[00:06:03] My right-hand controls both the brake and the accelerator of my car, I have still got the accelerator and brake pedals there discovered by a piece of plastic to make sure my feet don't hit them while I'm using the hand controls. My right hand has to always be on the handle. It controls both my accelerator and my brake and it comes out parallel from my steering wheel. To break I have to push the handle forwards, or away from myself, towards the front of the car. To accelerate, I have to bend the handle down towards the floor at a right angle.


[00:06:51] My right hand is the side that I'm most affected by with my Cerebral Palsy, so I was a bit hesitant to think that I would have the ability to do this, but I definitely do. Both my left hand and my right hand are required to be in their positions at all times, so I'm not able to eat in my car or take a drink in my car unless I pull over. So that's also tricky.




[00:07:18] Using hand controls requires me to use a lot of my upper body strength. I don't actually lean on the back of my wheelchair when I'm driving my car. I use my core muscles to sit up as straight as possible. My arms don't rest on my armrests of my wheelchair when I drive. So unless I stop at a traffic light, my arms are up and to 'attention' and moving.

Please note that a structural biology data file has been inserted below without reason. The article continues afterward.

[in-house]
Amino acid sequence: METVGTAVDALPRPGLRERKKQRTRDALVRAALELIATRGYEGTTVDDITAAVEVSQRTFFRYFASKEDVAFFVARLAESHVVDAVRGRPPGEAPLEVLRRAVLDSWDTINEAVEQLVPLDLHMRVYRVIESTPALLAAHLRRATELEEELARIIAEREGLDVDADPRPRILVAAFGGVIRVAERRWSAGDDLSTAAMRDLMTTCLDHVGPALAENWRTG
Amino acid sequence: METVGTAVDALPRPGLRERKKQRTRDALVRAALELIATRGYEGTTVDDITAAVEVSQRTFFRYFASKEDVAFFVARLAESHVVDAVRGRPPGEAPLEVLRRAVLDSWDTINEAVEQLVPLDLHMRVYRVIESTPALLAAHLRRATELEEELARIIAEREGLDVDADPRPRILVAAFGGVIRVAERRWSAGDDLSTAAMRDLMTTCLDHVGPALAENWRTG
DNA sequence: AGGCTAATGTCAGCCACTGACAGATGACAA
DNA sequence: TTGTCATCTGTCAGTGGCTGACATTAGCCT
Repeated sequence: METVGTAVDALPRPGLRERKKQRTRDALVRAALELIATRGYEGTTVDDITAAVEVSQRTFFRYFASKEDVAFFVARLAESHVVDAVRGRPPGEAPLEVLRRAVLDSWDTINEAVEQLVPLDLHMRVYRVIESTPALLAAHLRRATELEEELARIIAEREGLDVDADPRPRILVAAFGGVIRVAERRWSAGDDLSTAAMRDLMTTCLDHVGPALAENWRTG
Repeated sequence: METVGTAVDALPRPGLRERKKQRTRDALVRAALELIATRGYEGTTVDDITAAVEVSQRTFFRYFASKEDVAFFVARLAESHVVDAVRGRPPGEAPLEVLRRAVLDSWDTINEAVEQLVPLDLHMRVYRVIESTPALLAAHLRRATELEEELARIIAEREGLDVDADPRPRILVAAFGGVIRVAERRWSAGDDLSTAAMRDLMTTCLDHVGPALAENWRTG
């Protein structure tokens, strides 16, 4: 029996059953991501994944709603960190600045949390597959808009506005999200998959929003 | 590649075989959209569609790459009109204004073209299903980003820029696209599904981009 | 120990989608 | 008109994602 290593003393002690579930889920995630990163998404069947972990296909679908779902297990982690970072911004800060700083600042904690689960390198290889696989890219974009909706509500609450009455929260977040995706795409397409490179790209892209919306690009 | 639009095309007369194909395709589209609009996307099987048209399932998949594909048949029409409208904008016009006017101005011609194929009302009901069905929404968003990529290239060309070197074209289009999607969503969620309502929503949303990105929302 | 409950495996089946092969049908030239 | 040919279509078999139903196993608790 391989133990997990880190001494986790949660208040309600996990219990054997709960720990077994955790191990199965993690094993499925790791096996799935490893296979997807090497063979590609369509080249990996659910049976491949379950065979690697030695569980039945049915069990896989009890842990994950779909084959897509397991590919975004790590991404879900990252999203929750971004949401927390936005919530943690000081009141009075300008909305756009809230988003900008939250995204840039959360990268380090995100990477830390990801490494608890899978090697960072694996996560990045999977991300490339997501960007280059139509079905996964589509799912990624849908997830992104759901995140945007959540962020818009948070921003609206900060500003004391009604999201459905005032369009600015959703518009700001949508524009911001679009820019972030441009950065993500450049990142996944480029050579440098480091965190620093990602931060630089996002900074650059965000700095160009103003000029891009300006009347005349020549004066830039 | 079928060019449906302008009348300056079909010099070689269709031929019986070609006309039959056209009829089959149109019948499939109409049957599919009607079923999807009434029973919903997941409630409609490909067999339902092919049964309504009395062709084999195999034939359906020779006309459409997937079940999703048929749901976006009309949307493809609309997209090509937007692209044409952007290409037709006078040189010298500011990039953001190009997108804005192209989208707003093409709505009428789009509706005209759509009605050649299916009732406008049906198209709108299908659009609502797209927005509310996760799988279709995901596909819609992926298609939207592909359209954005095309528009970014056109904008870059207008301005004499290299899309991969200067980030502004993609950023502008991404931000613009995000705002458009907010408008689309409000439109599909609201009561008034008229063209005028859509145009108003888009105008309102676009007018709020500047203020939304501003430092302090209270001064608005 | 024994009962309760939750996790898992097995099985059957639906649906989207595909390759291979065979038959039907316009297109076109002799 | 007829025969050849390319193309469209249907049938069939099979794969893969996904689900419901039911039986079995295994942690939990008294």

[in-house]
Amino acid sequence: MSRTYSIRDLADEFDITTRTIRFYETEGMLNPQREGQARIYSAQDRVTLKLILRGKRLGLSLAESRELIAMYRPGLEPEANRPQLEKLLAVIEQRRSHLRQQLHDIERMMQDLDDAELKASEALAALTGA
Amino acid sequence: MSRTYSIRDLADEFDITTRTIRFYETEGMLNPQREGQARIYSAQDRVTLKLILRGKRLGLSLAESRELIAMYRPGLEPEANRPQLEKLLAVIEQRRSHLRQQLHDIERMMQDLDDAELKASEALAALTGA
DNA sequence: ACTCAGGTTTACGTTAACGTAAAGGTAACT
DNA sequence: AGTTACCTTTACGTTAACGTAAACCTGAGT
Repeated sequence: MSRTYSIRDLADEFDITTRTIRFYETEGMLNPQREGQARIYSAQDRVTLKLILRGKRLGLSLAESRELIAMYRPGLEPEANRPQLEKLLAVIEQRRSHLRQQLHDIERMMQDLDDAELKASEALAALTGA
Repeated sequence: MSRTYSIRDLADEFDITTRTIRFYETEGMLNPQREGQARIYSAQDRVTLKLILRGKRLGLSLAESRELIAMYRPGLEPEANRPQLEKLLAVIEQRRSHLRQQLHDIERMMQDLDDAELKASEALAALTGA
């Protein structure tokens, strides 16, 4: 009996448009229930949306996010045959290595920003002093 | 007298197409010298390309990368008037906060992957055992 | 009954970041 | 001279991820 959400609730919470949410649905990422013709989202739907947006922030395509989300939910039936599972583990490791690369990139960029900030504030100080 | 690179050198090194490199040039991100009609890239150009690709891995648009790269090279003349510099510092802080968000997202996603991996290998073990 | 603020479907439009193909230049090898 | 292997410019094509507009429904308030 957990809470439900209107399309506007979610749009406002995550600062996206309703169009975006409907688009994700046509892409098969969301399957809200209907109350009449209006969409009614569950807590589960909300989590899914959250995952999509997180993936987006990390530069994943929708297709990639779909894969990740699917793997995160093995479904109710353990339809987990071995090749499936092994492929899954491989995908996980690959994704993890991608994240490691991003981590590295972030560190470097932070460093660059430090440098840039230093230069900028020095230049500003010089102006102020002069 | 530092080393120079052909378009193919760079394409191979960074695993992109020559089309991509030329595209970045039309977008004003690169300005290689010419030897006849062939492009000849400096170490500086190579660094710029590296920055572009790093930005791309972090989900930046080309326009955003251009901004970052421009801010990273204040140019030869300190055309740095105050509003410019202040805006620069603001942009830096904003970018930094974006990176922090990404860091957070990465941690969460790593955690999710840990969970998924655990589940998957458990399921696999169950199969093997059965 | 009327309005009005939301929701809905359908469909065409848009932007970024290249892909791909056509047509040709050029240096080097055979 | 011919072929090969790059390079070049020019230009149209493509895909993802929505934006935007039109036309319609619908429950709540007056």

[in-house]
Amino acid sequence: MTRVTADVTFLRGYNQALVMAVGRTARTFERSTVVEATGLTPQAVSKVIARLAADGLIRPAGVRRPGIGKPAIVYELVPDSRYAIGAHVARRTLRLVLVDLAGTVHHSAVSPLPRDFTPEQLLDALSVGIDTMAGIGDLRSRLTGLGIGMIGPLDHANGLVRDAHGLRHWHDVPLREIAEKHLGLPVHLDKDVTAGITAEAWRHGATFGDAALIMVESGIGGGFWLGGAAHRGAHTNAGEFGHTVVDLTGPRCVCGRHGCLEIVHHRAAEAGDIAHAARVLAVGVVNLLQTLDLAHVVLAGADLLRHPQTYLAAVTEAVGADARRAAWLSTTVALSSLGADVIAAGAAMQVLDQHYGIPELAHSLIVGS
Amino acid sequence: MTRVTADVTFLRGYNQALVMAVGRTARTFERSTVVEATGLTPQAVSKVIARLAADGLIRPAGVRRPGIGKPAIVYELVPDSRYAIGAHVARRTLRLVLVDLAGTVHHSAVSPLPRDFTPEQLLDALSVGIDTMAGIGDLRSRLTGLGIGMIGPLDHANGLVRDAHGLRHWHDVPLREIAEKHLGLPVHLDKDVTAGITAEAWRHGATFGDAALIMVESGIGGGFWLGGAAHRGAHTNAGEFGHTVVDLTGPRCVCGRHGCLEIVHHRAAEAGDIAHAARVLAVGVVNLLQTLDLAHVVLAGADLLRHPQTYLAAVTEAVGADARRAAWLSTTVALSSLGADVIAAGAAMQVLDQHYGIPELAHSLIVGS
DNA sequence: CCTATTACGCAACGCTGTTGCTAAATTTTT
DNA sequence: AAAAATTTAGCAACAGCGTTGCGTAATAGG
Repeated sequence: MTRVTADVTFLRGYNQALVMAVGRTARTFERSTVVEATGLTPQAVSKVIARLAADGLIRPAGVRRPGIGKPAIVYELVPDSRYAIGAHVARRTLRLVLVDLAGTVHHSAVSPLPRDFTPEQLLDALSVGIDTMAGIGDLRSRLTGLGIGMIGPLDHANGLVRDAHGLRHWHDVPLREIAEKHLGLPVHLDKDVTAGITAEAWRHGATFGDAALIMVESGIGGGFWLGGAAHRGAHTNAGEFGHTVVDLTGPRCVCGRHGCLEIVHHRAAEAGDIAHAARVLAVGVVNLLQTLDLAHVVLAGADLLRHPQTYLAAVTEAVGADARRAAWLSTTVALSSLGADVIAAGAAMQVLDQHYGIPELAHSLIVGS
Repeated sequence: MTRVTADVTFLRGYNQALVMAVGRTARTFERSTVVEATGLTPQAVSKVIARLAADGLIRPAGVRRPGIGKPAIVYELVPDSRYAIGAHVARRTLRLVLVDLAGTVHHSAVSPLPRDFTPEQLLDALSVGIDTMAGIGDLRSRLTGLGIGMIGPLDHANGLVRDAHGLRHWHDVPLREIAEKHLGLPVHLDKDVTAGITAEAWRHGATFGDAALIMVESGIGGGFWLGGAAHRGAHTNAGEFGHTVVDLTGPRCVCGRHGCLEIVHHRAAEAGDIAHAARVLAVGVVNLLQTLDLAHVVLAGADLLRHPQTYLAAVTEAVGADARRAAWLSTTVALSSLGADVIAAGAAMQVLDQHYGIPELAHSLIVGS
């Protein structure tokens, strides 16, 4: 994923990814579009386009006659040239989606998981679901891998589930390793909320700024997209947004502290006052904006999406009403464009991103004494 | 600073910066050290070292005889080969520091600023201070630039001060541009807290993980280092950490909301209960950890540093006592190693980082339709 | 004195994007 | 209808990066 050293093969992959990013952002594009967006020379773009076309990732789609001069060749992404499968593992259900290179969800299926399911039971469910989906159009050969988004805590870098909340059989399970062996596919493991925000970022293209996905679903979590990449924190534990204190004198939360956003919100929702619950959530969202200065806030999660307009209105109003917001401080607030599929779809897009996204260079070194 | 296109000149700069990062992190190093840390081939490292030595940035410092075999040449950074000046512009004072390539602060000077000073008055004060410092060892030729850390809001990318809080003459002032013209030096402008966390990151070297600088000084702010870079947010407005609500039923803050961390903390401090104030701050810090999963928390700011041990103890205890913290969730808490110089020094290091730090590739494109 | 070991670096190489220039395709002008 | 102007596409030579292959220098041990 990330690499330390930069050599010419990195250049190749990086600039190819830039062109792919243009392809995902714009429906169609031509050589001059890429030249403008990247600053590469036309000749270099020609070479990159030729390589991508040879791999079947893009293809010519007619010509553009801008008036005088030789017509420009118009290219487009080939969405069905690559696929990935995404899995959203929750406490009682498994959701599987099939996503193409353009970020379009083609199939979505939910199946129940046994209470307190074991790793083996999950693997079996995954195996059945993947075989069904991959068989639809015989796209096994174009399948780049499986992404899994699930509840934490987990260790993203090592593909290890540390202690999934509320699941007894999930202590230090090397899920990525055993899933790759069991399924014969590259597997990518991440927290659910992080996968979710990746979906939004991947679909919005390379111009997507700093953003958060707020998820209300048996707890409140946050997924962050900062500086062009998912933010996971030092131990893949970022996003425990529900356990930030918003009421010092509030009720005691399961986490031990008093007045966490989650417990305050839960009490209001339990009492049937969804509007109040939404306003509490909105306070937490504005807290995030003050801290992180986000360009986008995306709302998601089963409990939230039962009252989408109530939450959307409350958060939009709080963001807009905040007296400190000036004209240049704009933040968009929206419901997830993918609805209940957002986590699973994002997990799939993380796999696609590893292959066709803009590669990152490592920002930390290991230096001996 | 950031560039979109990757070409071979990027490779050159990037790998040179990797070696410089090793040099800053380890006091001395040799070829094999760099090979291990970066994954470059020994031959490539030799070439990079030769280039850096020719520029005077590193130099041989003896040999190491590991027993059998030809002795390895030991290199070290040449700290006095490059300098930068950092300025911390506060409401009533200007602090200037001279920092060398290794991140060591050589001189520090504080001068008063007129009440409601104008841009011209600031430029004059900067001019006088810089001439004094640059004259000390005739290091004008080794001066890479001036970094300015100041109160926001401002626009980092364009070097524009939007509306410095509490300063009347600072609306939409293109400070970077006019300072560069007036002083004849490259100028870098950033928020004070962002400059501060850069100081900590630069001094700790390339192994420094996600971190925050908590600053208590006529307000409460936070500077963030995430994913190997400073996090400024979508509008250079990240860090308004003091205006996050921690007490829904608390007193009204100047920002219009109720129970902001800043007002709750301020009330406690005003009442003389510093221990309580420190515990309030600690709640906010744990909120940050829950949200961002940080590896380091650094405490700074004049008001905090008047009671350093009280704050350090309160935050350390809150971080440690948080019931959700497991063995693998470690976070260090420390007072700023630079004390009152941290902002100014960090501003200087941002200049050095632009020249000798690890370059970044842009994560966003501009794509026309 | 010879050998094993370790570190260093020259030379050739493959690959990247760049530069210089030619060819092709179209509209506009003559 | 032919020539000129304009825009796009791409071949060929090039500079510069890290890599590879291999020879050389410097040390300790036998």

[00:07:49] When people say that people with disabilities shouldn't be driving it illustrates that people don't understand. Because not only have we done more lessons and put more hours in. We've had a higher cost. Had to wait longer to get our car. I didn't have a choice of what model I got. There was only one model that could be converted around my wheelchair. So it wasn't like a pick a Suzuki Swift as a small little car to start off with. I had to learn how to drive basically a van truck. If I crash it, I'm stuffed. I can't just go get another one, can't just trade it in. So I would say I'm pretty careful on the roads.